Question Can anyone help with this issue?

Dec 24, 2019
17
0
10
0
I built a pc about a year ago now and have had no issues with this until recently. Every time I start up my computer now, instead of booting into windows it takes me to a black screen and it tells me to select a drive or install the flash drive containing windows 10. Windows is installed to my SSD but when I go into BIOS settings and select my SSD as the drive to boot up windows, it doesn’t do anything. Instead, every time I boot up I have to go into BIOS settings and select the windows boot manager in order to start up into windows. Does anyone know a fix for this?
 

Turtle Rig

Prominent
Jun 23, 2020
529
61
490
8
Firstly go to BIOS and reset everything to defaults or optimized defaults. Then for boot order choose SSD but for hard disk section disable it and then give her a shot. Also do you have a old copy of Windows on a hard disk?
 
Dec 24, 2019
17
0
10
0
Firstly go to BIOS and reset everything to defaults or optimized defaults. Then for boot order choose SSD but for hard disk section disable it and then give her a shot. Also do you have a old copy of Windows on a hard disk?
Yes, I do have an old copy of Windows. Also, will resetting BIOS to default affect any under/overclocking that I’ve done to my cpu?
 

Turtle Rig

Prominent
Jun 23, 2020
529
61
490
8
Yes, I do have an old copy of Windows. Also, will resetting BIOS to default affect any under/overclocking that I’ve done to my cpu?
Yes it will default back to stock settings. Also I had a feeling you had a old copy of Windows on a hard disk. Try disconnecting that hard drive and I bet it will boot right into WIndows. So you know what the problem is. There is ways to fix it but let us take one step at a time.
 

wong93

Distinguished
Nov 2, 2012
172
5
18,695
3
Yes, I do have an old copy of Windows. Also, will resetting BIOS to default affect any under/overclocking that I’ve done to my cpu?

yes, everything will be back to default.
However, instead of doing that, why not you just set Windows Boot Manager as boot priority #1?

It should not keep asking anymore in future.

I have few different installations of Windows 10 on different PCs, there are some which only allow to boot under "Windows Boot Manager" instead of the drive itself.
 
Dec 24, 2019
17
0
10
0
yes, everything will be back to default.
However, instead of doing that, why not you just set Windows Boot Manager as boot priority #1?

It should not keep asking anymore in future.

I have few different installations of Windows 10 on different PCs, there are some which only allow to boot under "Windows Boot Manager" instead of the drive itself.
Ive tried that but every time I turn my pc off and then turn it back on again it brings me to the same screen even though I saved the settings in BIOS.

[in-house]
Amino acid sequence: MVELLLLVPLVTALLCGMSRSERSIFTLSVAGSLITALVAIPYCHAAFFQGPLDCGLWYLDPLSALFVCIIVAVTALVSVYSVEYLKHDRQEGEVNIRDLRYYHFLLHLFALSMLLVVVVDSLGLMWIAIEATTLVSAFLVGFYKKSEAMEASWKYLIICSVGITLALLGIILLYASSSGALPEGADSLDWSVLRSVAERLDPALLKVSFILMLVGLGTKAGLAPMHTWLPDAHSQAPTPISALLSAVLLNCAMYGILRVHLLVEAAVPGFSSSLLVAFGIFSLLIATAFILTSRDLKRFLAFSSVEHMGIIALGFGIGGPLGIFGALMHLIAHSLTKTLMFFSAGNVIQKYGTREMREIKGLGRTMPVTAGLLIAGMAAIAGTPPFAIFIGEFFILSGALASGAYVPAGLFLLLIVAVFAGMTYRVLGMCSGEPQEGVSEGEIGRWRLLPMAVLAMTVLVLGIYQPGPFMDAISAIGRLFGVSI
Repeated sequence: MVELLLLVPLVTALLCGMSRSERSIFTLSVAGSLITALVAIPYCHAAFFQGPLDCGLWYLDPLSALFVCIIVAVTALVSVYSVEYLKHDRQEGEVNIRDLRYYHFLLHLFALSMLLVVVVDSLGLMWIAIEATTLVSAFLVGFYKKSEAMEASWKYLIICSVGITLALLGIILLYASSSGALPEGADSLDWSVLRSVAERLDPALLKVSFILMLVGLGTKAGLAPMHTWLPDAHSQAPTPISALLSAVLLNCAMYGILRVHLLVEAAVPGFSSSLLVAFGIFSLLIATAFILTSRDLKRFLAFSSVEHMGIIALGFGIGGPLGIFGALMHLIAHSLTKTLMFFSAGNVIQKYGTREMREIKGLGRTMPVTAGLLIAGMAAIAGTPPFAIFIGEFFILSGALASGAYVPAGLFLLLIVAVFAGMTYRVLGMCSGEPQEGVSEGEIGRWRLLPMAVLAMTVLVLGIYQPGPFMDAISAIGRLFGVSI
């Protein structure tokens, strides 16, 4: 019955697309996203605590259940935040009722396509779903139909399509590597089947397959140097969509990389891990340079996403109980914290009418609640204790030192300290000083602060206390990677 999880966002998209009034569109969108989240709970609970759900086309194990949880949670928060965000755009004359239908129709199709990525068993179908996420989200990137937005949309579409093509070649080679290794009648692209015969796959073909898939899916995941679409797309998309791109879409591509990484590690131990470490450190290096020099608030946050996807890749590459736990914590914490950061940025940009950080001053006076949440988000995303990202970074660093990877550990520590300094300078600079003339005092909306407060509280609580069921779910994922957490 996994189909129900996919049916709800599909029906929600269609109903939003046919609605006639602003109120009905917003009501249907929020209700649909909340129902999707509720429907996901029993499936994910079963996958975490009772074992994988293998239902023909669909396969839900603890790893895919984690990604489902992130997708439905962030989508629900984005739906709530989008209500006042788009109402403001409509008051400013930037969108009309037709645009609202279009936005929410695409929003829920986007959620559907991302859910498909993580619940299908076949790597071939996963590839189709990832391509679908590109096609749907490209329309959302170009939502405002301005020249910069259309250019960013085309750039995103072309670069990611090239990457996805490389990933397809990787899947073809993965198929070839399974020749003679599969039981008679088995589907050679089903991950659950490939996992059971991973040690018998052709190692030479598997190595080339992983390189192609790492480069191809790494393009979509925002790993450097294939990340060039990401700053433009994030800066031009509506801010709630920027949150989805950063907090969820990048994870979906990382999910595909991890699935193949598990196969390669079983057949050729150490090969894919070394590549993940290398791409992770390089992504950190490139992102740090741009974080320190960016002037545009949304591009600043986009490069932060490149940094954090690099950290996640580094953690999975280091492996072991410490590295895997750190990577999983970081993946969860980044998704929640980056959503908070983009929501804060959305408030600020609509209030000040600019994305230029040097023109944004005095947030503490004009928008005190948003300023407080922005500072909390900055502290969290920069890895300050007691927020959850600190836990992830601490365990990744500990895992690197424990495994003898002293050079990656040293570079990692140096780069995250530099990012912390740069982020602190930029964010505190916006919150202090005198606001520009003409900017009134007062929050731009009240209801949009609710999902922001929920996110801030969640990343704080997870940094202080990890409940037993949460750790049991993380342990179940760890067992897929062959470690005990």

Colif

Win 10 Master
Moderator
Instead, every time I boot up I have to go into BIOS settings and select the windows boot manager in order to start up into windows.
This is what you should be using to boot a GPT drive, which since PC boots, is what you have. So is it set as 1st in boot order? Or are you saying it won't save the settings as that could mean you need to replace CMOS battery.

Setting ssd as 1st in line won't boot PC if its a EUFI bios that uses WIndows Boot Manager to boot GPT drives.

Having ssd as 1st is how all legacy systems work. Its not necessarily how UEFI systems work

There are two forms of bios, Legacy & UEFI (although that isn't technically true, most BIOS now are UEFI but can emulate Legacy).

Legacy wasn't always called legacy, it was just the BIOS. It was fine and did job good enough but it had limitations - it didn't know what a mouse did, it could only use so much space and it couldn't really be expanded to add new features.

UEFI (Unified Extensible Firmware Interface) was created to replace and expand on legacy bios and allow it to fully service the needs of users. It knows what a mouse is, it even uses a GUI

One of the big ways was storage.
Legacy supported Master Boot Record drives (MBR) which can only have a max of 4 partitions (you could get more with tricks) , boot partition has to be 1st partition on the drive & max size of disks are 2.2 terabytes.

UEFI supports GUID (Globally Unique ID) Partition Table drives (GPT) (essentially every GPT drive on earth has its own unique number to ID it) . These drives can support up to 256 partitions on 1 drive, the boot partition can be anywhere, need not even in be in PC' and Max drive size is 18.8 million terabytes.

So basically, a legacy system needs the boot drive to be first but a UEFI system doesn't care, as long as its recorded in the windows boot manager, it can find it.

(Note: this is missing heaps of data but was simplified)
 
Last edited:

ASK THE COMMUNITY

TRENDING THREADS